My love exhales the cooing of doves into my hair, twining
as branches rise up to meet the sun;
he twirls his fingers in the tides of my touch,
sounding like whales in the deep.

Dolphins click and weep into darkness of swirling seas
as oil makes its ugly surface rainbows, a travesty of lies 
told sweetly to children as they tremble under their covers, knowing 
nightmares are forming in the closets of imagination
and the grim brothers wait outside the glassy-eyed window,
their curtains drawn.

My love ascends, his words a horizontal purpose protruding 
through masses of clouds that would turn wind's soft breath into howls
of mediocrity and destruction; he sows his seeds understanding 
the imminent threat of droughts, of floods - still, he watches 
the soil for tenderness after blood recedes into dusky distances, 
his flute offering apologetic ballets of better days aloft;
there are glistening epiphanies beyond this hill,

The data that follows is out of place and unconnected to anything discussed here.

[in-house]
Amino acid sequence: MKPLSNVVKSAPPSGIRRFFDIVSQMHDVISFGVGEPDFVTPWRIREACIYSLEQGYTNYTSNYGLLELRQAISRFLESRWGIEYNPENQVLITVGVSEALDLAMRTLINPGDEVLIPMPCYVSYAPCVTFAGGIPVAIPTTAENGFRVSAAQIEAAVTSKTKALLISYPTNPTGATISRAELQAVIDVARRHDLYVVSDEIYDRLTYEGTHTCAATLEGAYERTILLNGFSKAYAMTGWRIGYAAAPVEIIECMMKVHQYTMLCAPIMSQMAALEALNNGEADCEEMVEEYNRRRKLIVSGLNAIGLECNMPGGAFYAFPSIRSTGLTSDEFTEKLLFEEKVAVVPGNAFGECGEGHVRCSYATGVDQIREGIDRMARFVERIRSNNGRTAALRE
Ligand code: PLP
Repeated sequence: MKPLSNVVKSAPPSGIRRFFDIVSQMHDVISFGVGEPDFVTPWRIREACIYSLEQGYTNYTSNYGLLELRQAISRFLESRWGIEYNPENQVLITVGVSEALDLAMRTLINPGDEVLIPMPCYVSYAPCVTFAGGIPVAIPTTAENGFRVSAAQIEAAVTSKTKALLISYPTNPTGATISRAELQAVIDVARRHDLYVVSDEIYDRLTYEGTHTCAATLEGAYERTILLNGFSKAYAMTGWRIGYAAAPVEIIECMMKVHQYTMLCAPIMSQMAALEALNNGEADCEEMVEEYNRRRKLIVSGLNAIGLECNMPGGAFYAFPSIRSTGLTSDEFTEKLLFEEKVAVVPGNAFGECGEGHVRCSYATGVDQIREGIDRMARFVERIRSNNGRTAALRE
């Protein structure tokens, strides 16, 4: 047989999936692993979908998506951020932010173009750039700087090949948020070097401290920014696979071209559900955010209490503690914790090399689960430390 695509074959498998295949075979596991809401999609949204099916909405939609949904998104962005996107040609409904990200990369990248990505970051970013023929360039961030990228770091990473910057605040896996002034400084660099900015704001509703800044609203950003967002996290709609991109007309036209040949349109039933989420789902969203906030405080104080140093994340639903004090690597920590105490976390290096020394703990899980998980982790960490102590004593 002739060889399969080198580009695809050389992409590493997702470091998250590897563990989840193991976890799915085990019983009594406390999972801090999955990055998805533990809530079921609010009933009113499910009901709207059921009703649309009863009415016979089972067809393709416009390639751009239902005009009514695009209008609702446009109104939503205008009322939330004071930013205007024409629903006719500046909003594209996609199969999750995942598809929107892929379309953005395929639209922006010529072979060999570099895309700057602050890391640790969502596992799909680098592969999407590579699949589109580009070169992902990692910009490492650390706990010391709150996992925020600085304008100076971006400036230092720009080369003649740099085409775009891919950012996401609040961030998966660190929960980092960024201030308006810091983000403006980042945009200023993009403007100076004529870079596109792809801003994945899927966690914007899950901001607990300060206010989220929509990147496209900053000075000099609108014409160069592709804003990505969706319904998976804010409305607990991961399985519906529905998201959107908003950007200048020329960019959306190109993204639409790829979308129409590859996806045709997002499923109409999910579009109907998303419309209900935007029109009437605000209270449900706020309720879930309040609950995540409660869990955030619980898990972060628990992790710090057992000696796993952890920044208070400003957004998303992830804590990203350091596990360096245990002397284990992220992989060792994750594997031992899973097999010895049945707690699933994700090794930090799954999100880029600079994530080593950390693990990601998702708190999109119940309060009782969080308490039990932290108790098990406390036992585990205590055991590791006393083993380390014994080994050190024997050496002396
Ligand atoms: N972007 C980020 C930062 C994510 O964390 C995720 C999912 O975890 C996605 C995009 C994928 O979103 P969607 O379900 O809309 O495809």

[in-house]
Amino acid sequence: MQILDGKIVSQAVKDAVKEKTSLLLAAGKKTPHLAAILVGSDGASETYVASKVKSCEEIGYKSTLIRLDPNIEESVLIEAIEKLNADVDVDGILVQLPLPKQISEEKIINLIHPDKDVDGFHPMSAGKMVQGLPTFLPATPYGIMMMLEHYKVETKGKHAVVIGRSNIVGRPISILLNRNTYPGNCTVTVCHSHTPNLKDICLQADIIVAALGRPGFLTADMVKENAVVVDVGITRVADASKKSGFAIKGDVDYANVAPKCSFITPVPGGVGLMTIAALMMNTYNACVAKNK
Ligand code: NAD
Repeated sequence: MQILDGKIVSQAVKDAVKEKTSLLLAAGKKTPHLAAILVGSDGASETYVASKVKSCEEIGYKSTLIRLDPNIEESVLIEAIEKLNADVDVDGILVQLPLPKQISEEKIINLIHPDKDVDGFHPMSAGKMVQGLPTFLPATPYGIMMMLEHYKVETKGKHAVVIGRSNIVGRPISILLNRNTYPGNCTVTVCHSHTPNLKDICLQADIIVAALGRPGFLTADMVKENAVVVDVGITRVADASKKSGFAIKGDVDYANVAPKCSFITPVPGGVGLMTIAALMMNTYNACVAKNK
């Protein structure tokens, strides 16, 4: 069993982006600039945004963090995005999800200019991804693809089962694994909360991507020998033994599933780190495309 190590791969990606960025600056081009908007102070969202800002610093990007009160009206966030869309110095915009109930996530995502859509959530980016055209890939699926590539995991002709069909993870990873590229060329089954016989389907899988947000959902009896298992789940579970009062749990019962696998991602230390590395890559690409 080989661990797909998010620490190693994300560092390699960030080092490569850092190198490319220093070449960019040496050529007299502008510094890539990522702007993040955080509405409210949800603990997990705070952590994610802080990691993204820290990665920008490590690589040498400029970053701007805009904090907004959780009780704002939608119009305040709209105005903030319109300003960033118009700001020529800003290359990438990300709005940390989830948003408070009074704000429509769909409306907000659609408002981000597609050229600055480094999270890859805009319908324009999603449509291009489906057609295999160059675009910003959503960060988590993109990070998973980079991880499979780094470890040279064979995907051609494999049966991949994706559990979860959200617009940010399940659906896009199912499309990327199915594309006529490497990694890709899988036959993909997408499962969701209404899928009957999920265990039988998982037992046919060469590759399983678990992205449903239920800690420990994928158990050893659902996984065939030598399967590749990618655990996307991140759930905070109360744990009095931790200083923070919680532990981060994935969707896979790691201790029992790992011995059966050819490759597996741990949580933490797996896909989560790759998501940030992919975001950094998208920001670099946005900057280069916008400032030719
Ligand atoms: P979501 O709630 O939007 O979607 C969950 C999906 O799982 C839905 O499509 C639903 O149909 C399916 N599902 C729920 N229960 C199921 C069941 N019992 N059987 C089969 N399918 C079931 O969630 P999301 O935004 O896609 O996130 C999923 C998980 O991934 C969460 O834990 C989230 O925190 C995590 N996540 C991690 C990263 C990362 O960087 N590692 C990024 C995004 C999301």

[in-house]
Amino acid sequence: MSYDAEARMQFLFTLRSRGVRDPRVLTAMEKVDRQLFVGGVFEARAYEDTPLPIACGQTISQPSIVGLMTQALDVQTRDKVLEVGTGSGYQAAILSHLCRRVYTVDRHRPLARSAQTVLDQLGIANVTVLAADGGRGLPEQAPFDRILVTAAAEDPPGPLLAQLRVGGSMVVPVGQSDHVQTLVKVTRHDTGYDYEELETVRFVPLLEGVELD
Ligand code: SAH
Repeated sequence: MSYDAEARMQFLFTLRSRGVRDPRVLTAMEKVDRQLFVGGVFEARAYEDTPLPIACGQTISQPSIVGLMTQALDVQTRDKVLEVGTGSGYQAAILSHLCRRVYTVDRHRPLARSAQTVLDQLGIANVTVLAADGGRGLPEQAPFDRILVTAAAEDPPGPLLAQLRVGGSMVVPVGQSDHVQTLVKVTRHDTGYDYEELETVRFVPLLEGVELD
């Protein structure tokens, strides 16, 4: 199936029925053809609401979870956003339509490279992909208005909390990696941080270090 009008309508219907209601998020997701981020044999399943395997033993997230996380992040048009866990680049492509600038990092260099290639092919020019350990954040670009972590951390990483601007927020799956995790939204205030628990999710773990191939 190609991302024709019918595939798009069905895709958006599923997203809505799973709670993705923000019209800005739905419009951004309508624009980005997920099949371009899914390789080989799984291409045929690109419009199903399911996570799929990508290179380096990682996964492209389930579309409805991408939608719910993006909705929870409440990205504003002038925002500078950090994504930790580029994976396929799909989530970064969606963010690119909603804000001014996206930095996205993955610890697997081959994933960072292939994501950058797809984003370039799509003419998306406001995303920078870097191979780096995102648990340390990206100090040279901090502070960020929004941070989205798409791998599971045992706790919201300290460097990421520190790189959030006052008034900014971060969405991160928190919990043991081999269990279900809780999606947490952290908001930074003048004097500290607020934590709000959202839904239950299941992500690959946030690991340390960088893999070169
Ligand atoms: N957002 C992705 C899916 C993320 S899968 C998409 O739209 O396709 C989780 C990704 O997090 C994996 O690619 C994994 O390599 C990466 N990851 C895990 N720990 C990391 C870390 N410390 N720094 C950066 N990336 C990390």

awaiting archeologists eager, small shovels.

Emily's Ebullience

She languished in adamantine silence,
a rigorous riposte of melodious mosaics -
too primal a spirit to capture,
too pure to lift alone.

Underneath the quiet questions 
she dared not ask
lay the stringent seeking
she would not defame by denial.

A strident whisper might turn her head,
but never her heart,
for it sought loyalty and royalty
among the commonplace - 
stars singing within unfurling fog.

Writers, Both Classic and Modern: A Column

Sharing a wealth of knowledge and beauty...please click on the links below.

Writers, Both Classic and Modern

Tuesday, November 6, 2012

Delicate Tides - Inspired by Georgia O'Keeffe and Alfred Stieglitz

The Echo of What Remains Collected Poems of Wanda Lea Brayton

Her hands were nothing glamorous, 
as far as she was concerned -